We had an interesting morning today. Phillip's truck would not start so, rather than lose a day of work, I loaned him my car. While it meant that the kids and I were then homebound, something I hate and fear after a year or more of isolation in Red Rock, I knew we could survive it. We had nowhere we had to be today and plenty of food and essentials in the house.
It was, however, the first day of fall storytime at our local library. We love storytime and have a small group of friends we regularly meet there. I really didn't want to miss it. So, seeing as I live pretty much exactly one mile from the library, I decided to load the littles up into our double stroller and walk. Yes, it's hot, but I was confident. Besides, I needed the exercise.
One block into our trek to the library I regretted my decision. It was not oppressively hot yet and there was a nice breeze blowing, but my legs felt like they were made of lead. I seriously felt weary after less than a quarter mile. And so I started to lose my temper.
You must understand, I have a lot of ego tied in with my athletic ability. I discovered pretty quickly in school that I had no aptitude whatsoever for traditional team sports. On more than one occasion declarations of "easy out" made me see red with rage. I could never do chin ups or climb that stupid rope that you were supposed to be able to shimmy up to pass the presidential fitness test. Athletics were synonymous with humiliation and defeat. I did manage to maintain a healthy weight and a modicum of physical fitness, but I was by no means an athlete. Late in high school I discovered I liked to run, but after running only short distances I always felt winded and had difficulty breathing, no matter how regularly I practiced.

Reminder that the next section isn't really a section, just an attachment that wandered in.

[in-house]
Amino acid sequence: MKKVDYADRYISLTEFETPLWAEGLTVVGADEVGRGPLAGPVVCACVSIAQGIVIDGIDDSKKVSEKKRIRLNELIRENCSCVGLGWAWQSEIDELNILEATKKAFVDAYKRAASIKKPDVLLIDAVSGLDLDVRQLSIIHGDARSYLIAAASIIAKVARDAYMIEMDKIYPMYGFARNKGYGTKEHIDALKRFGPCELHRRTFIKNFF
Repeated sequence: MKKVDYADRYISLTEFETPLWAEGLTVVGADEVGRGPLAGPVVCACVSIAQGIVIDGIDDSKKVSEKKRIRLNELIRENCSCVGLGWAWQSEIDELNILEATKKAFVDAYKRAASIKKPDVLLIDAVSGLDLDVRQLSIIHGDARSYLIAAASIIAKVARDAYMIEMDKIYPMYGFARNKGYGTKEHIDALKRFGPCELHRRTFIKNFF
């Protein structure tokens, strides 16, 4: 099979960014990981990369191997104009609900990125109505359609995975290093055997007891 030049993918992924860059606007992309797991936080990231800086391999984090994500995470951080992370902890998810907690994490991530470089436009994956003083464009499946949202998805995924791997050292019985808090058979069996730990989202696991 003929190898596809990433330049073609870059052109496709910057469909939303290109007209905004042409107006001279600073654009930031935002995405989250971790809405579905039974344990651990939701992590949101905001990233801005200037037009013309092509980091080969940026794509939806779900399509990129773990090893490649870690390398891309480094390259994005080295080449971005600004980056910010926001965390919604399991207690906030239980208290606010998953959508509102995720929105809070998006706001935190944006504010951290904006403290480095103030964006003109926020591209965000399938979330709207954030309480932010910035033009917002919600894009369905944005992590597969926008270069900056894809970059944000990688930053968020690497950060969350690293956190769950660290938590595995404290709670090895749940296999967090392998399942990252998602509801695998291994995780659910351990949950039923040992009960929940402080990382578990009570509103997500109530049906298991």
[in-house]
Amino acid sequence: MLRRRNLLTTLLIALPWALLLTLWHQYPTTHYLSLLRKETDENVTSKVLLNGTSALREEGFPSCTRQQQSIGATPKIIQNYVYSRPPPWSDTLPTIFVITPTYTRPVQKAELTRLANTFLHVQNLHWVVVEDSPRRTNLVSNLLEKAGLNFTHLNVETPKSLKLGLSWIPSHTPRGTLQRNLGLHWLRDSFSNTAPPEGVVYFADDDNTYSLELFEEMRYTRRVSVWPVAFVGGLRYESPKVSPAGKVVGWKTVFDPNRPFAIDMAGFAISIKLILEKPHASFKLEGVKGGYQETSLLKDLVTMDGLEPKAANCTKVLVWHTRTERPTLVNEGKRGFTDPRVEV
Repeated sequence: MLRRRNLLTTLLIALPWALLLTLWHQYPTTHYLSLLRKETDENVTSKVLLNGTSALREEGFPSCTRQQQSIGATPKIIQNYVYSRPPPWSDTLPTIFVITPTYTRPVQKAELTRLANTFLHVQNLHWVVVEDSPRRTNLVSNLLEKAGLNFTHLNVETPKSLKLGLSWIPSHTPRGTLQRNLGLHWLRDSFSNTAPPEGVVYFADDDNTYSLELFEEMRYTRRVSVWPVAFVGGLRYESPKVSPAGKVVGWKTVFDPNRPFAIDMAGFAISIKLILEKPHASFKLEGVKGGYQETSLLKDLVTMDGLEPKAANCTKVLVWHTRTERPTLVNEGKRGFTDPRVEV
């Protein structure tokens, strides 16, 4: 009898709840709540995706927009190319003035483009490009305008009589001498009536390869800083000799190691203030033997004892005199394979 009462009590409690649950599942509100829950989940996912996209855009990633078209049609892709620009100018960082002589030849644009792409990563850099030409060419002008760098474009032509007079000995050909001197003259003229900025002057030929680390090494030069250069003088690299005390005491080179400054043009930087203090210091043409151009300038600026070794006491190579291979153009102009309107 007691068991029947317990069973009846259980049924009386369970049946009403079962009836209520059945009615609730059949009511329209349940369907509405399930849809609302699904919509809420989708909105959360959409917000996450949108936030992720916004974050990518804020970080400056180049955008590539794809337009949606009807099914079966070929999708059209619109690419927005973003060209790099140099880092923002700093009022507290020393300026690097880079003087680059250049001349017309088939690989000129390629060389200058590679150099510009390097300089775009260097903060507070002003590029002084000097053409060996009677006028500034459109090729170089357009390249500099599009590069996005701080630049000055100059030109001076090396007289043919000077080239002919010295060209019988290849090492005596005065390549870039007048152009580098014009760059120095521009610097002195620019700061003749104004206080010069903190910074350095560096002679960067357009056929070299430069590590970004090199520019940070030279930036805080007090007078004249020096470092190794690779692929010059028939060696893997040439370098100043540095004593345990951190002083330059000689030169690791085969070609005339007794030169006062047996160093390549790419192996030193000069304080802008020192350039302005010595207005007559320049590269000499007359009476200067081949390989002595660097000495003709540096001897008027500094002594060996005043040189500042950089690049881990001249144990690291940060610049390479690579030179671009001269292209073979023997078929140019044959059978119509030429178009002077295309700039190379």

It wasn't until half way through law school that I was diagnosed with asthma and things took a turn for the better. I began to run in earnest. I discovered I could take a hit of my puffer and work out like a fiend without going beet red and having a total lung shutdown. It was liberating. I became an athlete. In my early to mid twenties I woke up early and ran five miles in the mornings. I ran 5ks and, finally, a sprint distance triathlon. It did wonders for my self-esteem. It reinvented my idea of what I was capable of doing.
Shortly after running the tri, I met and married Phillip. We then began to have a series of babies within a relatively short period of time. I love all my children and would not change a thing about having them, not even the brevity of the gap between them. God's design and plan was perfect. That being said, it wrecked havoc on my body. After having Baby Boy I participated in Baby Bootcamp and was very near getting it all back together, but Baby Girl was hot on his heels. I had some issues with the pregnancy and had to stop working out just weeks after finding out I was pregnant. By the end of the pregnancy I was on partial bed rest. It allowed me to have a full term, healthy baby, but, again, my personal fitness was shot.